Sadness prefaces the closing of the world’s biggest fish market, Tokyo’s Tsukiji

The World
A Tsukiji shopkeeper prepares a basket of live eels for sale.

The world’s biggest fish market is Tsukiji Shijo in Tokyo, and it never stops moving.

All night long, refrigerated trucks deliver fresh fish from across Japan and frozen seafood caught around the world. At dawn, Tsukiji’s tuna wholesalers huddle in a chilly room and inspect what’s been hauled in.

“People with sense can tell the quality of the fish right away,” says wholesaler Eiji Kusumoto. “Those without? No matter how much they look at the fish, they won’t know.”

Kusumoto buys 10 to 15 giant tuna each morning at auction. He and rival fish sellers peruse and poke the tuna to decide how much they’re worth. This is serious business: a single fish once sold for $1.8 million.

Tsukiji fishsellers inspect giant tuna before the dawn auction.
Tsukiji fishsellers inspect giant tuna before the dawn auction.  Parker Yesko

When bells ring out across the auction floor, the appraisal period is over. Auctioneers holler out prices in a rhapsodic chant, and then the bidding starts.

“The bids are made by putting out your fingers — one, two, three, four. One [finger] could mean 1,000 yen, 10,000, yen, or 100,000 yen. But when you look at the fish, everyone knows which it is,” Kusumoto says.

When the auction’s done, Kusumoto’s tuna are loaded onto wooden carts and rolled to his stall on the market floor. He and his son cut the huge fish with band saws and toss the heads and other scraps into buckets. They lay the deep pink fleshy pieces out for chefs and shopkeepers to inspect.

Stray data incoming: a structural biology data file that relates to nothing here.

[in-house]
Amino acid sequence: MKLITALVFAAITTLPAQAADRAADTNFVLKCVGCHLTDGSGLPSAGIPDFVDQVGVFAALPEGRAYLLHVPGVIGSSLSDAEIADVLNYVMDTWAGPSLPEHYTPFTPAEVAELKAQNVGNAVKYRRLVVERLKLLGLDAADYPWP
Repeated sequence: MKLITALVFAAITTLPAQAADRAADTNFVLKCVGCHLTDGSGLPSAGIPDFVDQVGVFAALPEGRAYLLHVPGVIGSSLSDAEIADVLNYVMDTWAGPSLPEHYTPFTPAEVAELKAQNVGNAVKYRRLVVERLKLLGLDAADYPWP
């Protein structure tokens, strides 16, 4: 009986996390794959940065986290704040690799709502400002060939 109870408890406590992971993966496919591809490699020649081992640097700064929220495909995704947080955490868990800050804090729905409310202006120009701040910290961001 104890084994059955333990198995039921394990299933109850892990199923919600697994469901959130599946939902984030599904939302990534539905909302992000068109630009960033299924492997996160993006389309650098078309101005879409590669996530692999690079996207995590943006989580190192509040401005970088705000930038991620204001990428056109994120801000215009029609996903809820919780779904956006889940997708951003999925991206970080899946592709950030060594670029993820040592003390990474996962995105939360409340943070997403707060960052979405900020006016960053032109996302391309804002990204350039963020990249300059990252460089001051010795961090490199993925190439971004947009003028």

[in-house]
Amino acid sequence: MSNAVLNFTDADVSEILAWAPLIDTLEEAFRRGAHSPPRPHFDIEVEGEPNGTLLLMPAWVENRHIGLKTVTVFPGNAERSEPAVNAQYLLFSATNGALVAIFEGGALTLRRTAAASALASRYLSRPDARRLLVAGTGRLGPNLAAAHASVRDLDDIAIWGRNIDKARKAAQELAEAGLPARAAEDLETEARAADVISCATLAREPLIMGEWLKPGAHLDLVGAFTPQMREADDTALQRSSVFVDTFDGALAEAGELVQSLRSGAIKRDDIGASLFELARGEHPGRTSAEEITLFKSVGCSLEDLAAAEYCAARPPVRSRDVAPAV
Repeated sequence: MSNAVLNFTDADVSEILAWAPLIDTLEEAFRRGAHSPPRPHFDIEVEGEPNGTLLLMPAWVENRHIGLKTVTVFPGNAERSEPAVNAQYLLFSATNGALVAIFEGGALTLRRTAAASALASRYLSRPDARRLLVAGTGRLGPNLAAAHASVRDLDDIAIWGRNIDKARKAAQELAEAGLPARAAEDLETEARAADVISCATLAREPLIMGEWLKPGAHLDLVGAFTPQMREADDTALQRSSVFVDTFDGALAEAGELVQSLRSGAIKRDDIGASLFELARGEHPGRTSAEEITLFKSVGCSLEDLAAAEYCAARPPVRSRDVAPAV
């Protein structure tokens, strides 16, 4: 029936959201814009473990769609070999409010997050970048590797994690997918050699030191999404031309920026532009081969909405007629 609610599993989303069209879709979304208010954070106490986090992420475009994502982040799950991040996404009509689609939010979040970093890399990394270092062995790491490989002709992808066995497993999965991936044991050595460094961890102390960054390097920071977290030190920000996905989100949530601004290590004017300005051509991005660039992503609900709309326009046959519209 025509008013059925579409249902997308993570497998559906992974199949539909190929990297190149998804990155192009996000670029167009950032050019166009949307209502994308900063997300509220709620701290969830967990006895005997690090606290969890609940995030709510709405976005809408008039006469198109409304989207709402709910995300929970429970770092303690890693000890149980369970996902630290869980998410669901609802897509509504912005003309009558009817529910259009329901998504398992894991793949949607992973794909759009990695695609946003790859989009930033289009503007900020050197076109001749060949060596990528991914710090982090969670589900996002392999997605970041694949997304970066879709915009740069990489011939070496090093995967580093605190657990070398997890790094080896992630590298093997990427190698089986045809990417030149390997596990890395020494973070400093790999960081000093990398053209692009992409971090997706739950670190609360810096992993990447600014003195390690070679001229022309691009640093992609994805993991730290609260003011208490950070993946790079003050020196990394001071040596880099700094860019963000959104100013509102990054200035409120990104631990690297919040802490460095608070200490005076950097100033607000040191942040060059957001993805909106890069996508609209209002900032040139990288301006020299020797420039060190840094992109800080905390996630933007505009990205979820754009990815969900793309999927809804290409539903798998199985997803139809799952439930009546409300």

At Tsukiji, there’s an art to that arrangement.

“We display the fish so that you can see the fat content and color easily,” Kusumoto says.

And if they do it well, they’re sold out by 11 a.m.

Fish sellers at Tsukiji display some of the world's highest quality tuna and some of the most expensive too.
Fish sellers at Tsukiji display some of the world's highest quality tuna and some of the most expensive too.Parker Yesko

Kusumoto and his son are the third and fourth generation of their family to do this kind of work at Tsukiji. And they’ll likely be the last. The market is expected to close this winter.

“The idea of Tsukiji ending is sad. I was raised here. I used to play in this market as a kid,” Kusumoto says.

It’s not the end for Kusumoto’s shop, though. He and many of Tsukiji’s other fish sellers are planning to move to a new market in Toyosu, across the river from central Tokyo. He hopes customers come too, but he’s not sure they will.

“There’s not much public transportation to Toyosu. It’s a pain for customers to get there,” Kusumoto says.

Naomichi Yasuda, a chef, rides his motorbike to Tsukiji every day to buy ingredients for his sushi bar. He says he’ll probably follow his favorite vendors from Tsukiji to Toyosu, but he might switch suppliers.

“I care for the result. This is the American way, the best result,” Yasuda says.

Yasuda ran a sushi bar in New York City for 30 years before returning home to Tokyo in 2011. He remembers hearing about plans to close Tsukiji before he ever left for America.

“Over 80 years with no renovation,” Yasuda says. “When I was 19, so that was 1979, people talked about the fish market is moving. Oh yeah? It takes a long time.”